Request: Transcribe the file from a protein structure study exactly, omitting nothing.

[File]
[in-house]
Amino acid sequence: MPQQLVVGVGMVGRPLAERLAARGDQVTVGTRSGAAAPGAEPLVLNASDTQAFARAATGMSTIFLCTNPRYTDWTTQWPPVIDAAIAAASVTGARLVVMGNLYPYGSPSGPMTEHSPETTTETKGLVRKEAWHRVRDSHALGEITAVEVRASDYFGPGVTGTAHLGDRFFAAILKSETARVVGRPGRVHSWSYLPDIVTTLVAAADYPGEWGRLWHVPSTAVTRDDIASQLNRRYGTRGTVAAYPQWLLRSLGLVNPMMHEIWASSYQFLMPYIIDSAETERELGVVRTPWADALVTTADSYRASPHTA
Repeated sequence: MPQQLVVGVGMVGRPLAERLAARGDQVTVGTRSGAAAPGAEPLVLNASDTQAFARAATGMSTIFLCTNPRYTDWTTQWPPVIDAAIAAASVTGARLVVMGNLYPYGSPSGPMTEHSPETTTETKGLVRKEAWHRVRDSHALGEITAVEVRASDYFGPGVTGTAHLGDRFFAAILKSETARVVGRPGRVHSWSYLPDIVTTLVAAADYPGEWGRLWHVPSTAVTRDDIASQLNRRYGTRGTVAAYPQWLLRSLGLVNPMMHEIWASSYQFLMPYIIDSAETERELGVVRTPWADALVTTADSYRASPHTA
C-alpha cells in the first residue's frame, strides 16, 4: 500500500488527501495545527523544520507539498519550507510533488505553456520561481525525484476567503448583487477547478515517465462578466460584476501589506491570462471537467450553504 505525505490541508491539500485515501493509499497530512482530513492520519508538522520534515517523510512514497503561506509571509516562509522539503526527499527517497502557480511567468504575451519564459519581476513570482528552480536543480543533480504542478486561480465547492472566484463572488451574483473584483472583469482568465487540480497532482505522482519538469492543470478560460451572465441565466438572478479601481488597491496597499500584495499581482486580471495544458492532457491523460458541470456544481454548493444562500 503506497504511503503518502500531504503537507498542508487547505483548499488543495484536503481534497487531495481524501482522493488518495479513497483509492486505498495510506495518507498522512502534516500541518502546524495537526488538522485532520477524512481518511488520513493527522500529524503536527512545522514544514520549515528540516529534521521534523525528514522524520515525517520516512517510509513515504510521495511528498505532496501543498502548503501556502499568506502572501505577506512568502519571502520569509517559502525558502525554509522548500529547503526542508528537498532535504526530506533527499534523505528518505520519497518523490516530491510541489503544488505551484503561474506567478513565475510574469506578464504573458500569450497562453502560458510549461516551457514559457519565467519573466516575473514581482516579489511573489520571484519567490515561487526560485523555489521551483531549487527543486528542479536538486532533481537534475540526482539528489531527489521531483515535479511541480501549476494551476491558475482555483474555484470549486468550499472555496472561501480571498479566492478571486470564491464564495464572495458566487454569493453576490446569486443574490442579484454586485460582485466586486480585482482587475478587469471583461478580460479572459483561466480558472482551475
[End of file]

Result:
[in-house]
Amino acid sequence: MPQQLVVGVGMVGRPLAERLAARGDQVTVGTRSGAAAPGAEPLVLNASDTQAFARAATGMSTIFLCTNPRYTDWTTQWPPVIDAAIAAASVTGARLVVMGNLYPYGSPSGPMTEHSPETTTETKGLVRKEAWHRVRDSHALGEITAVEVRASDYFGPGVTGTAHLGDRFFAAILKSETARVVGRPGRVHSWSYLPDIVTTLVAAADYPGEWGRLWHVPSTAVTRDDIASQLNRRYGTRGTVAAYPQWLLRSLGLVNPMMHEIWASSYQFLMPYIIDSAETERELGVVRTPWADALVTTADSYRASPHTA
Repeated sequence: MPQQLVVGVGMVGRPLAERLAARGDQVTVGTRSGAAAPGAEPLVLNASDTQAFARAATGMSTIFLCTNPRYTDWTTQWPPVIDAAIAAASVTGARLVVMGNLYPYGSPSGPMTEHSPETTTETKGLVRKEAWHRVRDSHALGEITAVEVRASDYFGPGVTGTAHLGDRFFAAILKSETARVVGRPGRVHSWSYLPDIVTTLVAAADYPGEWGRLWHVPSTAVTRDDIASQLNRRYGTRGTVAAYPQWLLRSLGLVNPMMHEIWASSYQFLMPYIIDSAETERELGVVRTPWADALVTTADSYRASPHTA
C-alpha cells in the first residue's frame, strides 16, 4: 500500500488527501495545527523544520507539498519550507510533488505553456520561481525525484476567503448583487477547478515517465462578466460584476501589506491570462471537467450553504 505525505490541508491539500485515501493509499497530512482530513492520519508538522520534515517523510512514497503561506509571509516562509522539503526527499527517497502557480511567468504575451519564459519581476513570482528552480536543480543533480504542478486561480465547492472566484463572488451574483473584483472583469482568465487540480497532482505522482519538469492543470478560460451572465441565466438572478479601481488597491496597499500584495499581482486580471495544458492532457491523460458541470456544481454548493444562500 503506497504511503503518502500531504503537507498542508487547505483548499488543495484536503481534497487531495481524501482522493488518495479513497483509492486505498495510506495518507498522512502534516500541518502546524495537526488538522485532520477524512481518511488520513493527522500529524503536527512545522514544514520549515528540516529534521521534523525528514522524520515525517520516512517510509513515504510521495511528498505532496501543498502548503501556502499568506502572501505577506512568502519571502520569509517559502525558502525554509522548500529547503526542508528537498532535504526530506533527499534523505528518505520519497518523490516530491510541489503544488505551484503561474506567478513565475510574469506578464504573458500569450497562453502560458510549461516551457514559457519565467519573466516575473514581482516579489511573489520571484519567490515561487526560485523555489521551483531549487527543486528542479536538486532533481537534475540526482539528489531527489521531483515535479511541480501549476494551476491558475482555483474555484470549486468550499472555496472561501480571498479566492478571486470564491464564495464572495458566487454569493453576490446569486443574490442579484454586485460582485466586486480585482482587475478587469471583461478580460479572459483561466480558472482551475